“What we looked at several years ago was a comprehensive approach to improve the atmosphere at Atlantic City High School, but also deliver quality education to all students,” Caldwell said Friday. “What we found was the alternative setting in the county did not fit the need of our deserving student.”

Caldwell said Atlantic City’s position as a casino resort with high rates of poverty among its year-round residents puts its students in a vulnerable position, citing research published by the Atlantic City Executive Council, which oversees the city government’s transition back from state control.

“For those students to focus on just education is difficult,” he said.

Alexander said Camelot’s priorities for students are social and emotional learning and academics.

“We are developing great relationships from the start,” he said. “We focus on self-management, responsible decision-making (and) relationship-building with our students.”

Students are evaluated on a quarterly basis to see whether they are ready to transition back into the general education program.

“It’s a collective effort between student, family, team and sending school so we’ll do what’s best for the student,” Strickland said.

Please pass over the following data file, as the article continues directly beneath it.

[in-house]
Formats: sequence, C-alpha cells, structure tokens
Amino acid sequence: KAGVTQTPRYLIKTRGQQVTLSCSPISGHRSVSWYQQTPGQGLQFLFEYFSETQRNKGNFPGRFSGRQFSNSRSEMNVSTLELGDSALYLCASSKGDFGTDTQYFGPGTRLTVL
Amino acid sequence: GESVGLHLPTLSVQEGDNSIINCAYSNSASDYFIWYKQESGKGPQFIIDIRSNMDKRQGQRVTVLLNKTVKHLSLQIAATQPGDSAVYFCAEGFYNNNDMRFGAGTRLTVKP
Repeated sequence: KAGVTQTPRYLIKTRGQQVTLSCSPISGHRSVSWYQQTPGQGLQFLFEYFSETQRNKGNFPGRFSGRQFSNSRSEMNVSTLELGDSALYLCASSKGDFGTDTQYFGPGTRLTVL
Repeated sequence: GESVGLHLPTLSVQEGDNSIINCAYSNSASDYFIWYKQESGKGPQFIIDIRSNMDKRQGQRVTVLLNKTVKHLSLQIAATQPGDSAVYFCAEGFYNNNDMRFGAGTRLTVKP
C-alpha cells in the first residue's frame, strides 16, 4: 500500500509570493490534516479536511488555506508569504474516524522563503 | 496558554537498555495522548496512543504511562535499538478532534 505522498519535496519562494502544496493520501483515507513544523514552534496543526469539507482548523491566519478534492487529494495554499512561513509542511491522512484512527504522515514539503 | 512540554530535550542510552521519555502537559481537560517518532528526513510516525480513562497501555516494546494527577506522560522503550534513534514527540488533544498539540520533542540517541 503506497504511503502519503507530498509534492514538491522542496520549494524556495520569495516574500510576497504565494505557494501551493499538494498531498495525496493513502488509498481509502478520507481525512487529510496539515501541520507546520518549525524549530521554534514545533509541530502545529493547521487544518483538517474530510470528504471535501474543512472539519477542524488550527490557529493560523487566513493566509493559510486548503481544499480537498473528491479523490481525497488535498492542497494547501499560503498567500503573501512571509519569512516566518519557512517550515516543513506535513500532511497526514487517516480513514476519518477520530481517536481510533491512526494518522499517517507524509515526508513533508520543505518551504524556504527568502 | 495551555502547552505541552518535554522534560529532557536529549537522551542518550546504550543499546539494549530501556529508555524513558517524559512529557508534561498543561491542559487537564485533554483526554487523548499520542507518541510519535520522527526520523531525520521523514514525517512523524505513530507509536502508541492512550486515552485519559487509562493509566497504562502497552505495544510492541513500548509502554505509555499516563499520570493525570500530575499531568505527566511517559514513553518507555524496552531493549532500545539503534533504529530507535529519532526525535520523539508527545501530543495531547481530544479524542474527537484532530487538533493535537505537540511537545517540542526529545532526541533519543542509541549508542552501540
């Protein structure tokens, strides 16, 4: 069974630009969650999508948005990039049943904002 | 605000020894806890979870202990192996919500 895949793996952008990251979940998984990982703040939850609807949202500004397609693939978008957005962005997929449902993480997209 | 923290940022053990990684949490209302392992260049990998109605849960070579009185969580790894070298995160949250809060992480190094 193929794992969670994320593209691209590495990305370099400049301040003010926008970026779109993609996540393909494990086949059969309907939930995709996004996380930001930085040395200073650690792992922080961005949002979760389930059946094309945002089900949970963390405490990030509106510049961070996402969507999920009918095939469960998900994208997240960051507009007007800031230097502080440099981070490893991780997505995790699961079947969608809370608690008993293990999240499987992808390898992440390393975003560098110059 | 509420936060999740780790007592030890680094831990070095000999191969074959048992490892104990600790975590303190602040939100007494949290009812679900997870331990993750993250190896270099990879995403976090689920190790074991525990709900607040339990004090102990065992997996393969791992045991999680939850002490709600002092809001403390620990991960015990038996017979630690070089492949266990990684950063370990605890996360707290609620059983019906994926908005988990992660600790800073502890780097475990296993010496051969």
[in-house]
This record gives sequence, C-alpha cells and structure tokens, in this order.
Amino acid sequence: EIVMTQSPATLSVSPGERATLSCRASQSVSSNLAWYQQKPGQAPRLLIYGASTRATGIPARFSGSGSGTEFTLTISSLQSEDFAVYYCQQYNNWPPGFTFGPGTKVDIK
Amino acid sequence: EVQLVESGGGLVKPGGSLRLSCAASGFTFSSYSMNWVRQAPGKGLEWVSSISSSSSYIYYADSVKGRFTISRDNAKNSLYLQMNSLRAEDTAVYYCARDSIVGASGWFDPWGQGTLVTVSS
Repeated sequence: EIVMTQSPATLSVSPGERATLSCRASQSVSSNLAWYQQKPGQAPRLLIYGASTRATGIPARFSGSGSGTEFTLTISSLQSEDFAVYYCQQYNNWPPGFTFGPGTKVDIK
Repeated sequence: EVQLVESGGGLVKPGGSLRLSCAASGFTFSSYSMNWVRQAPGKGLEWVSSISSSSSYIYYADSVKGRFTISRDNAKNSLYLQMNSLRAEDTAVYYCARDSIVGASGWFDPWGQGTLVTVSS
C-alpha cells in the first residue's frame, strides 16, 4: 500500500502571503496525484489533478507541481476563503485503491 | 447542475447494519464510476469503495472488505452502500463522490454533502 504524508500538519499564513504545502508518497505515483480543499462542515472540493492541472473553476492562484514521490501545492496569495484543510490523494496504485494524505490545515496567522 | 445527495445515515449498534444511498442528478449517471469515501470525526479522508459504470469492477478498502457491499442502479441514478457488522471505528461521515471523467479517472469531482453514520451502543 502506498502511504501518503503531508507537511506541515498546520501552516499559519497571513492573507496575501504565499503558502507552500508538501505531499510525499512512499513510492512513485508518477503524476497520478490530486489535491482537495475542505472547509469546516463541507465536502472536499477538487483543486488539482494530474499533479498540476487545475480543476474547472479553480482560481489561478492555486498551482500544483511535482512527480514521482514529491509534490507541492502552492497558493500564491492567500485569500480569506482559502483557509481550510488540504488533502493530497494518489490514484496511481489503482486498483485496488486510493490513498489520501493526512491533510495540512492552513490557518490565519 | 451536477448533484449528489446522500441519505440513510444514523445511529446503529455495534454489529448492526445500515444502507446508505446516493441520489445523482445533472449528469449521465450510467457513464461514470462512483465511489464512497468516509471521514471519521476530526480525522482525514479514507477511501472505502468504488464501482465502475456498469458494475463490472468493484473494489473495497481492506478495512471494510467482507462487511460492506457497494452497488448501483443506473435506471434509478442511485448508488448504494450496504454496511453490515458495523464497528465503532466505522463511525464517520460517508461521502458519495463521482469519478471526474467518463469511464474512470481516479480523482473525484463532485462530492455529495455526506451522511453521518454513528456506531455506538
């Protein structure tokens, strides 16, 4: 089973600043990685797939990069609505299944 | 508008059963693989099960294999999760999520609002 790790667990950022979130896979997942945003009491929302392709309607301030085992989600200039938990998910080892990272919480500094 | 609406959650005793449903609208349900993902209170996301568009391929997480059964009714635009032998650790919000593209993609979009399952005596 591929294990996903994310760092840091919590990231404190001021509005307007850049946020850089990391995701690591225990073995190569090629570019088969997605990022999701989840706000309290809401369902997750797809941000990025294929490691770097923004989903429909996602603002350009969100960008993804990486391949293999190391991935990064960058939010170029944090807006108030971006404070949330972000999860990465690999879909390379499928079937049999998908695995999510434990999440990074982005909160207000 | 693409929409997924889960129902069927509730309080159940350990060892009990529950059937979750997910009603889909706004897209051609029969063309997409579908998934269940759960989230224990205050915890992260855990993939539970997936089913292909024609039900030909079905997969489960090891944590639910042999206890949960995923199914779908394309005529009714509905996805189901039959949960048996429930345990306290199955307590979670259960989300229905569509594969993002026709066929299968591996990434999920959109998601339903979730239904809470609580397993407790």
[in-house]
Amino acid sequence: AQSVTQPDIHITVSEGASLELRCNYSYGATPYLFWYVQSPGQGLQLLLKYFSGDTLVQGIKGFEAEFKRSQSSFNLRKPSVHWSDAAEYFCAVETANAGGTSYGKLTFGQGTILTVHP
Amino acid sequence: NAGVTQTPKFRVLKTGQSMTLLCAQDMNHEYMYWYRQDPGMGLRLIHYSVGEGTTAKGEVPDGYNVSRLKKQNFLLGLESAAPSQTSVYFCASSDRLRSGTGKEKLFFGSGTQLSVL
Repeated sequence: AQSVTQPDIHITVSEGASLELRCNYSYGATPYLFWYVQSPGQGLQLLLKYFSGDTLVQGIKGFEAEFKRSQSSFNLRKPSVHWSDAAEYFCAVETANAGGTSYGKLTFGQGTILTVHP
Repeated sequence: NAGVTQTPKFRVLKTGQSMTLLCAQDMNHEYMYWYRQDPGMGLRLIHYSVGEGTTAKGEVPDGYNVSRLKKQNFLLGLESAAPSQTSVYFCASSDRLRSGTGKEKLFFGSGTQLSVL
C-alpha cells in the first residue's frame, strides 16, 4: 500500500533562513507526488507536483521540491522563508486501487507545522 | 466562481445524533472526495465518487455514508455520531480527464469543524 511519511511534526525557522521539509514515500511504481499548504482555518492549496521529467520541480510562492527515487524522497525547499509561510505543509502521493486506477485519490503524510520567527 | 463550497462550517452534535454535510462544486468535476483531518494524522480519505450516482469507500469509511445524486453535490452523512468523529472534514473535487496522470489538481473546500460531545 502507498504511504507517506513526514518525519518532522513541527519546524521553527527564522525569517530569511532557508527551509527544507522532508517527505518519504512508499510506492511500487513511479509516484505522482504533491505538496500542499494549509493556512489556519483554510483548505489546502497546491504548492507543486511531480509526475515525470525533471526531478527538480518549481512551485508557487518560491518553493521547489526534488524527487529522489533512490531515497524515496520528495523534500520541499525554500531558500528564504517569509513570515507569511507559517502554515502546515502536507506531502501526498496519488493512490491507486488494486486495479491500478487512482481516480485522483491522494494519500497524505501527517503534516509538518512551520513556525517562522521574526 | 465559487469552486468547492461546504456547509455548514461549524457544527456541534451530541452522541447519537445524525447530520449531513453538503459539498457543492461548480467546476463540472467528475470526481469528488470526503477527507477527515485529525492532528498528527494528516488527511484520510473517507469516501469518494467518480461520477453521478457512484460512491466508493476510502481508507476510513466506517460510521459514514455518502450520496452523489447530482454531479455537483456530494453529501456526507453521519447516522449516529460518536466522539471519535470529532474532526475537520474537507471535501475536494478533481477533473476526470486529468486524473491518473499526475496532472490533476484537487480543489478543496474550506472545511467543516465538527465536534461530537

Alexander said students in the Camelot program are greeted upon arrival by staff to assess how each student’s day is going, and those who do not show up regularly receive house calls. He said there is also a student government initiative and group counseling.

“It’s understanding Maslow’s hierarchy of needs. A student is likely not ready for math class or school in general if they didn’t eat last night or if their safety needs are not being met. We go through the entire progression and understand the situation as a whole,” Strickland said. “It’s our job to find out what that is.”

Atlantic City High School 2020 graduation